Cell therapy shows potential for treating Achilles tendonitis
MedWire News: Injections of skin-derived collagen producing cells may offer a novel treatment for Achilles tendonitis, suggests research published in the Journal of Bone and Joint Surgery.
"These preliminary short-term results demonstrate that the injection of skin-derived fibroblasts for the treatment of Achilles tendinosis is safe," report Haron Obaid and co-authors, from the Royal National Orthopaedic Hospital in Stanmore, Middlesex, UK.
"However, larger studies with a longer duration of follow-up are required to determine the long-term effectiveness before wider clinical application is considered," they emphasize.
The team recruited 32 patients, aged an average of 45.2 years, with a confirmed clinical and radiographic diagnosis of Achilles tendonitis (40 tendons) that did not respond to physiotherapy.
A sample of skin cells was taken using punch biopsy and cultured and expanded in a laboratory.
The patients with unilateral tendonitis were randomly assigned to receive ultrasound-guided injection of skin-derived fibroblasts suspended in autologous plasma (n=12) or a control injection of local anesthetic (n=12). The patients were then given advice on a standardized eccentric-loading physiotherapy and followed-up 1, 3, and 6 months.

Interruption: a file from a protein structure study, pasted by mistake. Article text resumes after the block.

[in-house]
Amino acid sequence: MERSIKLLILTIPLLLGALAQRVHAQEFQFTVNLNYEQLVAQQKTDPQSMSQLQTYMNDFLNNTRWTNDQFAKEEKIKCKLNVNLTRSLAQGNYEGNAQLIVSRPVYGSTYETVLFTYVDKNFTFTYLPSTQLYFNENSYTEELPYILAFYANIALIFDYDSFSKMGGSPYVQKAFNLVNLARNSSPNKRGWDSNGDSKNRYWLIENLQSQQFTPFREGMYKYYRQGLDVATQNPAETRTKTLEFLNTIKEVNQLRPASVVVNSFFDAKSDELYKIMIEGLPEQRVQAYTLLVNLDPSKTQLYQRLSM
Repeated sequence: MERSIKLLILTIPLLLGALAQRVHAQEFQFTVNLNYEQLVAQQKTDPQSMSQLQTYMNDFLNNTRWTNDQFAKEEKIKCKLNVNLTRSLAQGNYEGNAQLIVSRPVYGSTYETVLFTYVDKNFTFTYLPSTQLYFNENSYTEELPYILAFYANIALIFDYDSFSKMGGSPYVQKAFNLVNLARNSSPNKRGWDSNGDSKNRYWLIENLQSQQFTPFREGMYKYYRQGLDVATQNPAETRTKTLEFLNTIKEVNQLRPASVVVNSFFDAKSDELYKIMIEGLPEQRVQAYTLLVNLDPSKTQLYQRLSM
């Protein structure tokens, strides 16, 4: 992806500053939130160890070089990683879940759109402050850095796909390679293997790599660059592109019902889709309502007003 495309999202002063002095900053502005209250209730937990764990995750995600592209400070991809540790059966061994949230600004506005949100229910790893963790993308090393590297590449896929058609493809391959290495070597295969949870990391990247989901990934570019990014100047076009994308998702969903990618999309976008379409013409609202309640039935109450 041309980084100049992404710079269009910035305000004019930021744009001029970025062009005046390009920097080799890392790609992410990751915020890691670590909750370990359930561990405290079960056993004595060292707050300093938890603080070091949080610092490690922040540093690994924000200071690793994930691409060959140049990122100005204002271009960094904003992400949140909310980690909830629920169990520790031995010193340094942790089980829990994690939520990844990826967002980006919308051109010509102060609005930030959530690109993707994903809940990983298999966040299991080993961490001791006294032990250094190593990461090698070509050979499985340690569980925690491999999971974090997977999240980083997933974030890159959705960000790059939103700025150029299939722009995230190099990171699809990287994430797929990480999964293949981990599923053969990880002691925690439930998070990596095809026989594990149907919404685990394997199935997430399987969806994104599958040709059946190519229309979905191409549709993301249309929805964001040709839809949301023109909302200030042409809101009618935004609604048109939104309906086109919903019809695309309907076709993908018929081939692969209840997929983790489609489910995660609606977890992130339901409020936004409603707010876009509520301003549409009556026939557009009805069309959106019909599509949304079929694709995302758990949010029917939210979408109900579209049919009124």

Similarly, patients with bilateral tendonitis were also randomly assigned fibroblast or control treatments for each tendon, given physiotherapy advice, and followed up.
All patients completed the study and none of the patients experienced any adverse effects.
Furthermore, the researchers recorded a significant difference in both Victorian Institute of Sport Assessment (VISA) questionnaire for symptoms, function, and ability to play sports, and visual analog scale (VAS) scores for health between patients given fibroblasts and controls at the 6-month check-up.
Small but significant differences were also noted for VISA score after 1 and 3 months for unilateral tendonitis patients, and VAS scores at 1 month.
However, no such significant differences were identified for patients with bilateral tendonitis in either VISA or VAS scores.
While recognizing the many challenges, such as costly preparation and storage, the team says "cell therapy remains an exciting potential treatment for Achilles and other tendon disorders."
The researchers conclude: "Although this novel technique may have a role in ameliorating a patient's symptoms and physical performance, larger studies with longer term follow-up periods are needed to achieve maximum healing potential and determine the long-term effectiveness."
By Lynda Williams